Terminally Ill Can Be Starved to Death, UK Court Rules
(CNSNews.com) - An appeal court has denied a terminally ill British man the assurance that his wish not to be starved to death once he becomes incapacitated will be respected to the end.
Former mailman Leslie Burke, 45, has a progressively degenerative disease that although leaving him fully conscious, will eventually rob him of the ability to swallow and communicate.
He petitioned the High Court last year to ensure that he would not be denied food and water once he was no longer able to articulate his wishes.
Burke won that right when judge James Munby ruled that if a patient was mentally competent -- or if incapacitated, had made an advance request for treatment -- then doctors were bound to provide artificial nutrition or hydration (ANH).
But last May, the General Medical Council (GMC) -- the medical licensing authority -- took the case to the Appeal Court, arguing that doctors had been placed "in an impossibly difficult position."
The appeal judges have now agreed, overturning the High Court judgment and upholding GMC guidelines on how to treat incapacitated patients.
Those guidelines give doctors the final say in whether a patient should be given life-sustaining "treatment," a term legally defined to include artificial feeding or hydration.
The latest ruling obliges doctors to provide life-prolonging treatment if a terminally ill and mentally competent patient asks for it.
However, once a patient is no longer able to express his or her wishes or is mentally incapacitated, doctors can withdraw treatment, including ANH, if they consider it to be causing suffering or "overly burdensome."
Ultimately, the court said, a patient cannot demand treatment the doctor considers to be "adverse to the patient's clinical needs."
Anti-euthanasia campaigner and author Wesley Smith told Cybercast News Service it was important Burke had taken the case to court because "it is now clear that a patient who can communicate desires cannot have food and water withdrawn.
"That is a line in the sand that is helpful."
However, he added, the judgment had "cast aside" those who were mentally incompetent or unable to communicate their wishes -- "those who bioethicists call non-persons because of incompetence or incommunicability.
"I believe that the judgment clearly implies that the lives of the competent are worth more than the lives of the incompetent since doctors can decide to end life-sustaining medical care, including ANH," said Smith, a senior fellow at the Discovery Institute and author of Culture of Death: The Assault on Medical Ethics in America.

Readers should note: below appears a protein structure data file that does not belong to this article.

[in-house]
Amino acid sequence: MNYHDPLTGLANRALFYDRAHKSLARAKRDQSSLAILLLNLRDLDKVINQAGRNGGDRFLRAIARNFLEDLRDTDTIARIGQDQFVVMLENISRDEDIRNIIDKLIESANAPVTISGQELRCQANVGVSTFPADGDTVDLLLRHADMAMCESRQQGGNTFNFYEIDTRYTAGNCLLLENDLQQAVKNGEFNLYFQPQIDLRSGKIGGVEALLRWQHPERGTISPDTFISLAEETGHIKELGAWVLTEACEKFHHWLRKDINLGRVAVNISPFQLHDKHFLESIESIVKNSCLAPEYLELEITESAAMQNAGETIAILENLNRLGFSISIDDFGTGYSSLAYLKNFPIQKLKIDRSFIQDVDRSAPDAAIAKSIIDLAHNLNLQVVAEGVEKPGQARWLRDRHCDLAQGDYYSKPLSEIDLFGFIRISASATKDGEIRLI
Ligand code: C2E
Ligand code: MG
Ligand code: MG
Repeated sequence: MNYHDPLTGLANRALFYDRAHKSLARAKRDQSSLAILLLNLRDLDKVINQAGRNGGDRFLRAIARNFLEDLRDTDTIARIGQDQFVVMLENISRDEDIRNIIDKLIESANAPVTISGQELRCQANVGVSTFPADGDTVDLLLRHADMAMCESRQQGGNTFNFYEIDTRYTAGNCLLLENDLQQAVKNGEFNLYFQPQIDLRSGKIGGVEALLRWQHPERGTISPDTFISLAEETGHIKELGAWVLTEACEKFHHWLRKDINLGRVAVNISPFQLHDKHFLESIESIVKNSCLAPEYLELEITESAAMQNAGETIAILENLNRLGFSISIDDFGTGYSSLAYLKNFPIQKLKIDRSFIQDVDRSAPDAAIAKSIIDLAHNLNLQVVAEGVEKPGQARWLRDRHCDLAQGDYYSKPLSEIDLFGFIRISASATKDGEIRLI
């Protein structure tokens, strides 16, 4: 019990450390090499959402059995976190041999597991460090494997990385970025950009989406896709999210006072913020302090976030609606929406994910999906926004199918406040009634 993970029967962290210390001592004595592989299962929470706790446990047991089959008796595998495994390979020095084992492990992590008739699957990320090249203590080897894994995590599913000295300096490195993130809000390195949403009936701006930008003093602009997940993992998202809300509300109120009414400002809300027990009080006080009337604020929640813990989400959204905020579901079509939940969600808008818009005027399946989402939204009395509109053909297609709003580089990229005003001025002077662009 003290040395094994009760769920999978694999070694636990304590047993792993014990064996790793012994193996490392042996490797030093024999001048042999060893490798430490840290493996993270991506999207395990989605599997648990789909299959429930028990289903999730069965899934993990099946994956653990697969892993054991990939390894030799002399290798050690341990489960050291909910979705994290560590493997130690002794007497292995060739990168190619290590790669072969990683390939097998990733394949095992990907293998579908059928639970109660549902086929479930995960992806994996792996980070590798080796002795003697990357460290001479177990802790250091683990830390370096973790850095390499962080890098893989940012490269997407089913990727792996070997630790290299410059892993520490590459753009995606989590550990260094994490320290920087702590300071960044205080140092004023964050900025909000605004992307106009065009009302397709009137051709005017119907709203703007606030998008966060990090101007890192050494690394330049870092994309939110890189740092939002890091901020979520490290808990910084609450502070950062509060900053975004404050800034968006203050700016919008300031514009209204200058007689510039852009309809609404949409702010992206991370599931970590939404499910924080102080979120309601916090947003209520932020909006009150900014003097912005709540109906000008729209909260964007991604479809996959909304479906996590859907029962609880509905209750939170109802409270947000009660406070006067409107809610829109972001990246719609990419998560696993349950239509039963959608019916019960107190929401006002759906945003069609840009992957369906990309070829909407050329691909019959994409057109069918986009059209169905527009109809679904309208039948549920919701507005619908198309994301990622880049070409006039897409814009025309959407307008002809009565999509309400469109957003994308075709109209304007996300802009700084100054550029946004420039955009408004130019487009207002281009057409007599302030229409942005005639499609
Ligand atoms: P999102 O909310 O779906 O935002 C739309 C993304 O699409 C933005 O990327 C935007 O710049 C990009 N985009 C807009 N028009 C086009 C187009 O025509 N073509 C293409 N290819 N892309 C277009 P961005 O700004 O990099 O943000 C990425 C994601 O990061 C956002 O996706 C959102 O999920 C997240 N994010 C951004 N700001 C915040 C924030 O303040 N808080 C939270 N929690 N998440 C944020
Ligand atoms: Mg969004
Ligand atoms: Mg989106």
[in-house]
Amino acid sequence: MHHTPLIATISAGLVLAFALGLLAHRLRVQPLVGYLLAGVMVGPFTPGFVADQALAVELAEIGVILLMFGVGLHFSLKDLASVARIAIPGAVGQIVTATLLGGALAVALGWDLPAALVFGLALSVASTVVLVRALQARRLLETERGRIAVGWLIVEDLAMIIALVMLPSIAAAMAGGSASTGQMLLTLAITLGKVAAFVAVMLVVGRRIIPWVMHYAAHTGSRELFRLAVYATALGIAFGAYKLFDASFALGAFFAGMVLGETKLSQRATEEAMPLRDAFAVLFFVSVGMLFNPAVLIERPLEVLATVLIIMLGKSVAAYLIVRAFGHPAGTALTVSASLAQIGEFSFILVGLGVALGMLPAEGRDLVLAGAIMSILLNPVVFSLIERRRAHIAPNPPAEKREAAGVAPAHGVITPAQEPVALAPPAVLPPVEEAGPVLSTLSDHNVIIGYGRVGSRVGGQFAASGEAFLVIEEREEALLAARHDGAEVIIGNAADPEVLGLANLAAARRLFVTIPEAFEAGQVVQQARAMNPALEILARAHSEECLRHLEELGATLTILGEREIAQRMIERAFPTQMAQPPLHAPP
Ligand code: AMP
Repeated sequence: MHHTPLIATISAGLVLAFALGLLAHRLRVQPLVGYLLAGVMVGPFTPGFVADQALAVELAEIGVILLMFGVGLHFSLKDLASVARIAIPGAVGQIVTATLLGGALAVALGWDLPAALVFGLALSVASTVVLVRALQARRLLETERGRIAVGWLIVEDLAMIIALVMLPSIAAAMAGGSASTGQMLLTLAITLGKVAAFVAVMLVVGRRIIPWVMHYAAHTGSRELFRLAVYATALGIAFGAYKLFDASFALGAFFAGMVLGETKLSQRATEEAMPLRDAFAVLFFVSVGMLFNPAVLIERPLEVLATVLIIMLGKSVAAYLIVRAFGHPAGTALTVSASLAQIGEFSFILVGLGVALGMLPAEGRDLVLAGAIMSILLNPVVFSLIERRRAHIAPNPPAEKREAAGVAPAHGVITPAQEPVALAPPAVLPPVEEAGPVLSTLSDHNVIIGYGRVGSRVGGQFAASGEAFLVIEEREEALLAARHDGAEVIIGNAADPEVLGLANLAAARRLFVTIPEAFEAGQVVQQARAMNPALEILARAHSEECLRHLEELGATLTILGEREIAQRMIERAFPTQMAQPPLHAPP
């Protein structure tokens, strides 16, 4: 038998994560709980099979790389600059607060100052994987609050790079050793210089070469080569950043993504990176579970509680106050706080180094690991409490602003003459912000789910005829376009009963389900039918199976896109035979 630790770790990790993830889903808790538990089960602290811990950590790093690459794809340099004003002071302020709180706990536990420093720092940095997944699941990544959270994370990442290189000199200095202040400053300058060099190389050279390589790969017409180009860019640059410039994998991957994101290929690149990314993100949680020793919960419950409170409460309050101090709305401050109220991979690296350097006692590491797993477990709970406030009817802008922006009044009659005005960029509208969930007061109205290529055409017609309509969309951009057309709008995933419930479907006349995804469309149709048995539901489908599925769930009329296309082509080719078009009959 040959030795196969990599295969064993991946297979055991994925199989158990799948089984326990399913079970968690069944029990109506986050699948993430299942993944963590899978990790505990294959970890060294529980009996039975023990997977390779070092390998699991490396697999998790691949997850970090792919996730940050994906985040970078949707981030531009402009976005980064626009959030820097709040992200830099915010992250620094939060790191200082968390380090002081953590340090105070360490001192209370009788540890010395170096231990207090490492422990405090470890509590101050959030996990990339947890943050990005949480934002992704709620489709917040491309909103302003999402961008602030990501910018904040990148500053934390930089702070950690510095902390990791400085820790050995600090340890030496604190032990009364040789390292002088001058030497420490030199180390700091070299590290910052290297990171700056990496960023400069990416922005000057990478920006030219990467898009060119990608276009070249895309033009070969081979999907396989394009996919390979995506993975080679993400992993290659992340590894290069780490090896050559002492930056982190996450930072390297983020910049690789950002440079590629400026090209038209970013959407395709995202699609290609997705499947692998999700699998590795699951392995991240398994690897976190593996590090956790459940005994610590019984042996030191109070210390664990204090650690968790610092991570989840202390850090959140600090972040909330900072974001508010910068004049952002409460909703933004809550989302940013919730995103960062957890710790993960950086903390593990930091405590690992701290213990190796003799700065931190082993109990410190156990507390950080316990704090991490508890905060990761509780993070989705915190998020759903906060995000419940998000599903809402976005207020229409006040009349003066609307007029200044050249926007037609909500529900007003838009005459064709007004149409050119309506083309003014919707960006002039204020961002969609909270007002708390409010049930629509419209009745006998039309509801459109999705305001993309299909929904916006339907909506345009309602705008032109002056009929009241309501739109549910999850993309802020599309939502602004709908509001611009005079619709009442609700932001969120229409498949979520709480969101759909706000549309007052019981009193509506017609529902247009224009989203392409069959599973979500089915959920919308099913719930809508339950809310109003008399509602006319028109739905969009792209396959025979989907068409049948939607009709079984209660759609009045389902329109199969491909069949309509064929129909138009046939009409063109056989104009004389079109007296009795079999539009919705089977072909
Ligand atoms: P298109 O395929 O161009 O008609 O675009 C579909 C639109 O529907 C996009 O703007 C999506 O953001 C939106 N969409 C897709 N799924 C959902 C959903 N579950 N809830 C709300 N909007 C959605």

Burke was quoted as saying in reaction to the ruling that it held "no good news at all" for people who shared his concerns.
In the light of public health service cuts and underfunding, Burke said he was worried about "the decisions that will have to be made" by doctors in the future.
"I have come to realize that there are quite a few people who feel the same way I do," the Yorkshire Post quoted him as saying. "Not everyone wants to be put down. Not everyone wants their life to be ended prematurely."
Responding to the court's ruling, the GMC said it should reassure patients.
The council's guidelines made it clear "that patients should never be discriminated against on the grounds of disability," said GMC President Prof. Graeme Catto in a statement.
"We have always said that causing patients to die from starvation and dehydration is absolutely unacceptable practice and unlawful."
A professor of palliative medicine at Cardiff University, Baroness Ilora Finlay, supported the court ruling. "Stopping futile interventions allows natural death to occur peacefully," she argued in a British daily newspaper. "This is not euthanasia by the back door."
But the Disability Rights Commission (DRC) took a different view.
The commission was one of several campaigners, including right-to-life activists and patients' groups, which had strongly supported Munby's earlier ruling.
DRC Chairman Bert Massie expressed the group's dismay at the Appeal Court decision, saying it did nothing to dispel the fears of many disabled people that "some doctors make negative, stereotypical assumptions about their quality of life."
It had also "totally ignored" the rights of those who were unable to express their wishes, he added.
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